Discrimination during the interview process happens all too often. Whether this occurs unintentionally or not, you need to be aware of how discrimination can happen during an interview and take steps to prevent it. Not only is discrimination ethically wrong, but it is also illegal, and your company could face serious repercussions if a candidate decided to sue.
Types of discrimination in hiring
Discrimination happens when we make assumptions about a candidate based on a number of different things. We need to push past our assumptions and find out if potential employees can perform the job. There are several types of potential discrimination that arise during an interview.
Discrimination around age often comes in wondering if a candidate can keep up with technology, relate to younger customers, or when they intend to retire. It is important to know that, by law, age discrimination begins with those who are 40 and older. Instead of assuming their ability, ask questions about your specific needs and if the candidate has used that technology or has the appropriate training.
This type of discrimination occurs when an employer wonders if a candidate will be a reliable worker or if they will be distracted, able to arrive at work on time, or will need extra time off due to sick kids or other needs related to their family. This also comes into play when employers bypass a pregnant candidate because they don’t want to find coverage during a maternity leave. In the interview, focus on the time commitment for the position and whether they can meet it rather than the reasons they may or may not be able to.
Unconscious bias and assumptions can impact the interview process for candidates from different ethnicities. If the candidate seemed like a potential fit for the position before they arrived for the interview, remember that is the focus of the interview. Discrimination based on ethnicity can also happen earlier in the hiring process, such as when reviewing resumes. Remember to focus on the skills required and whether the candidate has those skills.
Employers may assume a candidate can’t perform the job requirements if they appear to have a disability when they come in for the interview. However, it’s not the interviewer’s job to decide if the candidate can perform the physical requirements of the job. Instead, they should ask each candidate if they can meet the job requirements as outlined in the job posting.
Sometimes hiring managers find that discriminatory thoughts pop into their mind during interviews with candidates. Most people have some degree of unconscious bias, which means it’s going to happen. They may wonder if a person is up to the physical aspect of the job or if their family situation might lead them to need more time off from work. It is important to recognize those thoughts when they occur but then set them aside and not allow them to influence hiring.
The key to avoiding discrimination in the hiring process is to educate those in charge of hiring on potential areas of discrimination and how to avoid them.
During the interview, take charge of the conversation and steer it toward the requirements of the job. Keep questions focused on the job responsibilities and how the candidate fits in with the company. For example, rather than talking about a candidate’s other time commitments, state the job’s time requirements and ask if the candidate can meet them.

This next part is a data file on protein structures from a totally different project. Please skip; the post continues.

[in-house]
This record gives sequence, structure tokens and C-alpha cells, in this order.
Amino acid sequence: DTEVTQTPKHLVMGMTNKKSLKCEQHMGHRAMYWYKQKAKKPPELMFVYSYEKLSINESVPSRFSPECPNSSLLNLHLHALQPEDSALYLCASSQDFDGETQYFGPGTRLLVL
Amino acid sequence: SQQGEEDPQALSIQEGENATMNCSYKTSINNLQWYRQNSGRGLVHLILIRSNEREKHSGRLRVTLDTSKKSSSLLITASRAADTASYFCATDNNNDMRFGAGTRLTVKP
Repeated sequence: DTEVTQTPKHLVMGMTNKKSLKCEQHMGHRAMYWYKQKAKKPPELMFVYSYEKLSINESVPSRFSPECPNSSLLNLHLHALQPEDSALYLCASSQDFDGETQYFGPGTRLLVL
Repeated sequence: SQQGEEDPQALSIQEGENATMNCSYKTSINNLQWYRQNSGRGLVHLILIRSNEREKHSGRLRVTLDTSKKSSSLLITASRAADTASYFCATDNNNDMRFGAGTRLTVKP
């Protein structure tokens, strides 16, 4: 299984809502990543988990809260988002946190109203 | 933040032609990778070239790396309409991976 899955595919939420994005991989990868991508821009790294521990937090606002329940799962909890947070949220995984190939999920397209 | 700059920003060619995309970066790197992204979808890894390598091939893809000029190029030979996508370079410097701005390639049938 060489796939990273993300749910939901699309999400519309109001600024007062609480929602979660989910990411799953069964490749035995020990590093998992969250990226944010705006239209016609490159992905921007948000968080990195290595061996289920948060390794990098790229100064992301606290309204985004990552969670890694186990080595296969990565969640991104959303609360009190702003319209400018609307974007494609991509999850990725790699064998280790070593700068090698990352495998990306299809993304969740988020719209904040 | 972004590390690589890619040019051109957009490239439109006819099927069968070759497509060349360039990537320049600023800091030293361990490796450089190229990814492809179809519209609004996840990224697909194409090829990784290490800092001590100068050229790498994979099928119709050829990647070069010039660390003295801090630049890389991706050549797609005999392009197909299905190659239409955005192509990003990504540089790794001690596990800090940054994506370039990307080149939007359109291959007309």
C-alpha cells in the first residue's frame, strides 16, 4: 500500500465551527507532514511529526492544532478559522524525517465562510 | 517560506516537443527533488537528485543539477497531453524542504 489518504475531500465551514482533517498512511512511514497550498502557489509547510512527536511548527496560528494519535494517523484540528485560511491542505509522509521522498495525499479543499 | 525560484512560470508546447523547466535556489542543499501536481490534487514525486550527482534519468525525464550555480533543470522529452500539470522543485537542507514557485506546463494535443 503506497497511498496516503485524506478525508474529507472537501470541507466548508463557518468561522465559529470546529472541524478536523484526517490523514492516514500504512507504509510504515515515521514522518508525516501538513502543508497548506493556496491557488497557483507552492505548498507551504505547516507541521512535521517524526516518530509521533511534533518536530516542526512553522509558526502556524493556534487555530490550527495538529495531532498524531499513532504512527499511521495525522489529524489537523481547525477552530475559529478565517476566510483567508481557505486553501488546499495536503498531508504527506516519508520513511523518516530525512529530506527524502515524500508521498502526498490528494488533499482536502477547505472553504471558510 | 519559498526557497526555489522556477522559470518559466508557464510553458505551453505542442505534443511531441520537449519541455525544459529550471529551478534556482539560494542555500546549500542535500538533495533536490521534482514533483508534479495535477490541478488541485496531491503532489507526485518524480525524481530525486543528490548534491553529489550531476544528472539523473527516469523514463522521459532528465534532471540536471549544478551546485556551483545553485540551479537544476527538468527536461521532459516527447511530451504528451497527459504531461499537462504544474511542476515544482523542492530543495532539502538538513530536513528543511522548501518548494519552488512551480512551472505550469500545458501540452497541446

If the candidate volunteers any information that might lead to discrimination, like mentioning their family or place of worship, don’t write the information down in your interview notes. Mentally set the information aside and refocus on asking questions surrounding their qualifications for the position. Having a solid job description with clear requirements is an important part of being able to structure the interview this way.
If the job requires some degree of physical strength or ability, that should be outlined in the job description, and candidates should attest that they can meet the physical requirements of the job. Another option is to require a physical exam or physical skills test from each final candidate, just as you might require final candidates to pass a drug test. In fact, both types of tests are often administered by the same contracted companies. This removes the possibility for discrimination based on appearance of physical ability.
Finally, there needs to be caution around the issue of culture fit in a company. While it is true that often a company has a culture and is looking for candidates that fit in well, culture fit cannot be an excuse to discriminate. If you are concerned a candidate is not a good fit, ask yourself if the only reason is because of their age, gender, sexual orientation, or ethnicity. If so, then your problem is one of discrimination, not culture. Defining what makes a good fit for your company culture before going into hiring new employees is another way to guard against this. When you have clear expectations and parameters around what your company culture is, it will be easier to define why a candidate is or is not a good fit.
Eliminating discrimination from your hiring process should be a high priority for every company. You want clear job requirements for every position and an interview process that focuses on whether candidates can meet those requirements. Invest in training your hiring managers to recognize potential areas of discrimination and ensure they don’t impact your hiring process.
If you need help assessing your current hiring process and ensuring it focuses on the requirements of the job in order to eliminate discrimination, reach out to the WhyHR team for help.